But on the other side of that desire is Goodell's insistence on "integrity." The entire case against Brady and the Patriots has been built on "integrity," a word Goodell repeats as often as possible whenever speaking publicly about the league. Additionally, the Wells-led investigation itself is something by which Goodell has stood. And so in lessening or removing Brady's suspension, the commissioner would be discrediting an NFL-sponsored investigation and report which was used as the basis for Goodell's punishment and was trumpeted as a thorough, fair document ... one written with integrity.

And lastly, any reduction of punishment would be Goodell admitting his own fault, something he previously has only done when facing an avalanche of national criticism for his handling of the Ray Rice situation. And even then, after admitting he "didn't get it right," he still lied in an effort to save his own face. Clearly, owning up to poor decision-making is not an integral part of Goodell's makeup, so it would be a break of character for him to do so now.

And to be clear, this would be Goodell admitting his own mistakes -- not Ted Wells' mistakes, and not Troy Vincent's mistakes. Goodell initially painted the punishment as a decision made by Vincent and "authorized" by Goodell. He stated this in the announcement of the punishment and reiterated it when speaking in San Francisco at the owners' meetings.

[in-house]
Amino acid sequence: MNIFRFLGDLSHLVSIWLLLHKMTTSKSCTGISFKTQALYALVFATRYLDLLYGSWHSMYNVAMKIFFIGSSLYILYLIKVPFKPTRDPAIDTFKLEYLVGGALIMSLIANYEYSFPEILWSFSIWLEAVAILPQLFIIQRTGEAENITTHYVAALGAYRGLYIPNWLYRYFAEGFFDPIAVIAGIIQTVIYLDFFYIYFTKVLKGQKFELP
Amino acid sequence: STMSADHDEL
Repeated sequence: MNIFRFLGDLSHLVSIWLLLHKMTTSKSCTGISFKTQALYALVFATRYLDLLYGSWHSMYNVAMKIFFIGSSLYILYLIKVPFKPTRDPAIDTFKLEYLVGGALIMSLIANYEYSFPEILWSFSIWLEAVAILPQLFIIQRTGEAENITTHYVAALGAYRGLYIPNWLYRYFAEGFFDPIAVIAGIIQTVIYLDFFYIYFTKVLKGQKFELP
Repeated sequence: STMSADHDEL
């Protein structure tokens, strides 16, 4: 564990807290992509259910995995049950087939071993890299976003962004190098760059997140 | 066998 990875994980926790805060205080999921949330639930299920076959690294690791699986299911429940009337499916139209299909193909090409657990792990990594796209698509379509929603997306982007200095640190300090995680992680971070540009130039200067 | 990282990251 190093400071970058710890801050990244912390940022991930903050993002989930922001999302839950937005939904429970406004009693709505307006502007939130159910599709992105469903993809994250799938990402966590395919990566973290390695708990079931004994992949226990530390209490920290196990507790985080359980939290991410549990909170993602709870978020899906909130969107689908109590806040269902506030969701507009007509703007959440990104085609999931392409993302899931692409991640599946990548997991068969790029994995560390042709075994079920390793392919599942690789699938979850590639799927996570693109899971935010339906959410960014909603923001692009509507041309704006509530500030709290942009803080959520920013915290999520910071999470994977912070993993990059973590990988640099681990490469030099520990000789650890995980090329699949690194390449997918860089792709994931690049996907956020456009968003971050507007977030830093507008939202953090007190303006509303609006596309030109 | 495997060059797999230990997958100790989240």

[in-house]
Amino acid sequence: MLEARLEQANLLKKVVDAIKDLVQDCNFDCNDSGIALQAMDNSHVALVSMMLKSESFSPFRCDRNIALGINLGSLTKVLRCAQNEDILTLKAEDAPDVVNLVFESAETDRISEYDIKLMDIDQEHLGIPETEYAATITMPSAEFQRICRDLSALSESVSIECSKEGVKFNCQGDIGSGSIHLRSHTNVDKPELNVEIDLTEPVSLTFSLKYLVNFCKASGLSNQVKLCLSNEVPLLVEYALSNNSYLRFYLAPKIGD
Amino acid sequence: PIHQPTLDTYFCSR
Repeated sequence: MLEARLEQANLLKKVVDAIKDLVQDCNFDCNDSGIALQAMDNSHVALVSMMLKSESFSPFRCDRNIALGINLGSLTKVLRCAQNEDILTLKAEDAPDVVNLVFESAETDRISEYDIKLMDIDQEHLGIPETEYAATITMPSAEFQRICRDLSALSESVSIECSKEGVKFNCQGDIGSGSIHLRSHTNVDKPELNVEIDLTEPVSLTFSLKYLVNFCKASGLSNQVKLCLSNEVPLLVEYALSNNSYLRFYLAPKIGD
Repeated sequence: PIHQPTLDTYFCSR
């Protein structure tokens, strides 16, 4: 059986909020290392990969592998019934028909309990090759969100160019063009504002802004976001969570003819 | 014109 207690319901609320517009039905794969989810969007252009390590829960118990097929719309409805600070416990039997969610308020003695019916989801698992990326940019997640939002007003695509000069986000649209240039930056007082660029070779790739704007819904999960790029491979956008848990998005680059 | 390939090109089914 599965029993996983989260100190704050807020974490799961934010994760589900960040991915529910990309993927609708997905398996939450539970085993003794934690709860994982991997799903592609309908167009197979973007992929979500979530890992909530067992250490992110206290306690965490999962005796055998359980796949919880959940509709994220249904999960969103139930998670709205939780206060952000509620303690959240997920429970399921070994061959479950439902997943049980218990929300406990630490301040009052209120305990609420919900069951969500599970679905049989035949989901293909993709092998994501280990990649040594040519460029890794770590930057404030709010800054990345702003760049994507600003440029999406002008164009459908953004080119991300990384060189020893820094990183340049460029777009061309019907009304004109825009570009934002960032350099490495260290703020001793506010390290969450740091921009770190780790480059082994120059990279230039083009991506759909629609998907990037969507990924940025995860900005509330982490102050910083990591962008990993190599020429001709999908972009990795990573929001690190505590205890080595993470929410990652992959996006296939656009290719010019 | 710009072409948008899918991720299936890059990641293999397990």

"Our staff  – led by Troy Vincent, who handles these matters on a  regular basis and has all spring  – immediately began meetings," Goodell said on May 20. "I participated in some of those meetings  so I understood the discussion that they were having. Troy made a recommendation. I authorized him to  go ahead and issue that as I do in every other case."

The message was clear: Goodell played a minimal role in the meetings which determined the punishment, and he trusted Vincent's recommendation enough to give Vincent the power to inform Brady and the Patriots of their punishment.

Yet when challenged by the NFLPA that such a process violated the CBA in that the commissioner cannot delegate his power to any other official, Goodell's story changed.

This punishment suddenly became something Goodell had to own.

"There can be no dispute that this is an appeal of Commissioner discipline," Goodell wrote on June 2. "I did not delegate my disciplinary authority to Mr. Vincent; I concurred in his recommendation and authorized him to communicate to Mr. Brady the discipline imposed under my authority as Commissioner."

And so it is, that if Goodell does reduce the suspension, he is admitting that the process by which he determined an unprecedented punishment of the reigning champions of his league as well as perhaps the most prominent player in the sport was flawed. That is something that won't go unnoticed by all 32 teams and every single player in the NFL.